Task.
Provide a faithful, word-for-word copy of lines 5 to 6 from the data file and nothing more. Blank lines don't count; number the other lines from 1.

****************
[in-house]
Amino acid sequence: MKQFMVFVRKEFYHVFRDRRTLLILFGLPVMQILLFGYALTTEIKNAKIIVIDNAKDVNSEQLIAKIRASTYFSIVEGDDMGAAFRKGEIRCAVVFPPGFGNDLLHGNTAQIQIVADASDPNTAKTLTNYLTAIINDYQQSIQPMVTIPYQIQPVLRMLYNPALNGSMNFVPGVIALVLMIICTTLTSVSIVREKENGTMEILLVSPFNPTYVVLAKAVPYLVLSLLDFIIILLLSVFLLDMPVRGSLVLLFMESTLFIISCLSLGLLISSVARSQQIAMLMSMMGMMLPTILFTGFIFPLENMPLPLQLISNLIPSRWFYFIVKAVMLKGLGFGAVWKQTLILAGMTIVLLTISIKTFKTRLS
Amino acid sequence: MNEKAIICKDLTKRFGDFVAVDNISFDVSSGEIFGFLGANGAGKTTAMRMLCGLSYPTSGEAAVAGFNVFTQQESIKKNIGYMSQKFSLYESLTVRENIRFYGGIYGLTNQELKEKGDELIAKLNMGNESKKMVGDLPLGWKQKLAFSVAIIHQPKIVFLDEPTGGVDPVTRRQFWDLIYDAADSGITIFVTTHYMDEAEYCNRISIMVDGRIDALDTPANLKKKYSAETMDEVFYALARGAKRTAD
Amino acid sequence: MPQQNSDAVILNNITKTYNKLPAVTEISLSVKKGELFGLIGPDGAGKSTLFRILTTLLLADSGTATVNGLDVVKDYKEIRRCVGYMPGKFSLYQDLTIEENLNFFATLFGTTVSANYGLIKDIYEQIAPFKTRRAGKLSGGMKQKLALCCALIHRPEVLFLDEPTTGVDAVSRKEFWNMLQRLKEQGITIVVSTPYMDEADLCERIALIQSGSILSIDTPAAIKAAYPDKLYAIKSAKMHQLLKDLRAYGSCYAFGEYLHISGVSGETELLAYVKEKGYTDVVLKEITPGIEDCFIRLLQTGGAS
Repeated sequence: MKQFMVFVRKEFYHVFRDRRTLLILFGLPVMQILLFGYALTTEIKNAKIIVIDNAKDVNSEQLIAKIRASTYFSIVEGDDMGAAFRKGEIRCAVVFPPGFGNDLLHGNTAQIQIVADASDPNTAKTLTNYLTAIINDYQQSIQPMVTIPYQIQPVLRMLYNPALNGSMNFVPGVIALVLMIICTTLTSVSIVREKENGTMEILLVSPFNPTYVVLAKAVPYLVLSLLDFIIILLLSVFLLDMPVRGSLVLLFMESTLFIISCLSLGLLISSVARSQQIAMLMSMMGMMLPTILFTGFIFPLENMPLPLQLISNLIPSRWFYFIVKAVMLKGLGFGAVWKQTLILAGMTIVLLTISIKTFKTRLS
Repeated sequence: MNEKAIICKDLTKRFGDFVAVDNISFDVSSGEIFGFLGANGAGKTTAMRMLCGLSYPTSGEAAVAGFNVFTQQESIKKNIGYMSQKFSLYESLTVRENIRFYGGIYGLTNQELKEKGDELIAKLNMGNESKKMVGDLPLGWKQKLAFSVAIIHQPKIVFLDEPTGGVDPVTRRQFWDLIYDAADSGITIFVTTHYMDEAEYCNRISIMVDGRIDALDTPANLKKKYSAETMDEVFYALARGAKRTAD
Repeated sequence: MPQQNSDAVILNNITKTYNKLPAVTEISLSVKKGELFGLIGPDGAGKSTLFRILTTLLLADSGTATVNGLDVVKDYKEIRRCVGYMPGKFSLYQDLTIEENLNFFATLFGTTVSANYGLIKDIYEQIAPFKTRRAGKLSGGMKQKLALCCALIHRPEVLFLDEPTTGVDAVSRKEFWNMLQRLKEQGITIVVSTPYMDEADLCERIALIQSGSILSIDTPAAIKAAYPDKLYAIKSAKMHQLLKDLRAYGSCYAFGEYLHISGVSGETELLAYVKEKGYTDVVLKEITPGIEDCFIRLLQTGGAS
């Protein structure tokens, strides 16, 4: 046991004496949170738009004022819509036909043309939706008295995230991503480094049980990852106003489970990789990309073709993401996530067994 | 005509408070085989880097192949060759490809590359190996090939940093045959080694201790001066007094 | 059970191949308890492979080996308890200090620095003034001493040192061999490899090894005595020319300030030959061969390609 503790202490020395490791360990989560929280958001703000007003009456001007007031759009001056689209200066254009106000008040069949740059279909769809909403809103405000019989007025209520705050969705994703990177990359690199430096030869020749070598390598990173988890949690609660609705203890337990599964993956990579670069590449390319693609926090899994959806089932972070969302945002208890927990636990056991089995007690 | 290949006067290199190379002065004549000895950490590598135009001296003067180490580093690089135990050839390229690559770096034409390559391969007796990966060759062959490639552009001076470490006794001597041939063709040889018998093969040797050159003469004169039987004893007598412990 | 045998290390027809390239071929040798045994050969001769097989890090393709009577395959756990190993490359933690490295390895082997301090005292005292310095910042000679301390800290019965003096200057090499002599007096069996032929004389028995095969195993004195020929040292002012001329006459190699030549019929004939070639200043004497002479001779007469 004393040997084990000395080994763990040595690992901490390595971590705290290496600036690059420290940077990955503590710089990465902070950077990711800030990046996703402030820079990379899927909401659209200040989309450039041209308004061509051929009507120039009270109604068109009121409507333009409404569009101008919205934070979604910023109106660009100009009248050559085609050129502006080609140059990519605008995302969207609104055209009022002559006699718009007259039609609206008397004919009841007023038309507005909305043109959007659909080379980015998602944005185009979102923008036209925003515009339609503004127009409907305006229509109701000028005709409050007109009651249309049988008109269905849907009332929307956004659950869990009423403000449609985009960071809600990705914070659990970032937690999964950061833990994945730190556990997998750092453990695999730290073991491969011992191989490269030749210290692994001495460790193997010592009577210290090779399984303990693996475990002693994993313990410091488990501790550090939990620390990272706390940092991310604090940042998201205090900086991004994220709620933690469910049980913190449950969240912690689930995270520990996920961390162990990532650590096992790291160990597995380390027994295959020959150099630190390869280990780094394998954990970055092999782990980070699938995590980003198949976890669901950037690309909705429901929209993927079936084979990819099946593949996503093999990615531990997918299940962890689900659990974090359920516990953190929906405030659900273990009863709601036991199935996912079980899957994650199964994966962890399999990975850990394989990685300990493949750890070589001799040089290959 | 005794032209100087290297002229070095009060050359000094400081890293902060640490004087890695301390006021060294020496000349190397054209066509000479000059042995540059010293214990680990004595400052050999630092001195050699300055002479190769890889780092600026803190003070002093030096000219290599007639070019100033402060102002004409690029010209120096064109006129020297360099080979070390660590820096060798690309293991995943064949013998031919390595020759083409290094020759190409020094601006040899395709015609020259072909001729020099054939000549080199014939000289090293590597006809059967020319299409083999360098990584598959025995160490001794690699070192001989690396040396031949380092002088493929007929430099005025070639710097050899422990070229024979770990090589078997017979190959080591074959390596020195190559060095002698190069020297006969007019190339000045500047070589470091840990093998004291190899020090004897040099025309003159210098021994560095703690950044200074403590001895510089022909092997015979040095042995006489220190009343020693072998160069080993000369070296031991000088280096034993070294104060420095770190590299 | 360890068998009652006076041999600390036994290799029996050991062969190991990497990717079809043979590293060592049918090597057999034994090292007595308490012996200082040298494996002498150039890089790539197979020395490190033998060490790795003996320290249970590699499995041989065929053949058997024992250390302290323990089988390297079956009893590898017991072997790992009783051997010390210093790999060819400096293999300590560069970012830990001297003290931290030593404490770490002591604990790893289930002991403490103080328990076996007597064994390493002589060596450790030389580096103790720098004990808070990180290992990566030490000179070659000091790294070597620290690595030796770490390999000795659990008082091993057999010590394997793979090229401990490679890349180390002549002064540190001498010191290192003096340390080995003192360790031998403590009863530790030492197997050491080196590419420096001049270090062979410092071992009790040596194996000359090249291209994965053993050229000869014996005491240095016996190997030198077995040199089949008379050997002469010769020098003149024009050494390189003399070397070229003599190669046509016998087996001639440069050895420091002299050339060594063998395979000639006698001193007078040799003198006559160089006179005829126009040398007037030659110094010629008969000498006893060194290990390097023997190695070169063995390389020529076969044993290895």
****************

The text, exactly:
Repeated sequence: MKQFMVFVRKEFYHVFRDRRTLLILFGLPVMQILLFGYALTTEIKNAKIIVIDNAKDVNSEQLIAKIRASTYFSIVEGDDMGAAFRKGEIRCAVVFPPGFGNDLLHGNTAQIQIVADASDPNTAKTLTNYLTAIINDYQQSIQPMVTIPYQIQPVLRMLYNPALNGSMNFVPGVIALVLMIICTTLTSVSIVREKENGTMEILLVSPFNPTYVVLAKAVPYLVLSLLDFIIILLLSVFLLDMPVRGSLVLLFMESTLFIISCLSLGLLISSVARSQQIAMLMSMMGMMLPTILFTGFIFPLENMPLPLQLISNLIPSRWFYFIVKAVMLKGLGFGAVWKQTLILAGMTIVLLTISIKTFKTRLS
Repeated sequence: MNEKAIICKDLTKRFGDFVAVDNISFDVSSGEIFGFLGANGAGKTTAMRMLCGLSYPTSGEAAVAGFNVFTQQESIKKNIGYMSQKFSLYESLTVRENIRFYGGIYGLTNQELKEKGDELIAKLNMGNESKKMVGDLPLGWKQKLAFSVAIIHQPKIVFLDEPTGGVDPVTRRQFWDLIYDAADSGITIFVTTHYMDEAEYCNRISIMVDGRIDALDTPANLKKKYSAETMDEVFYALARGAKRTAD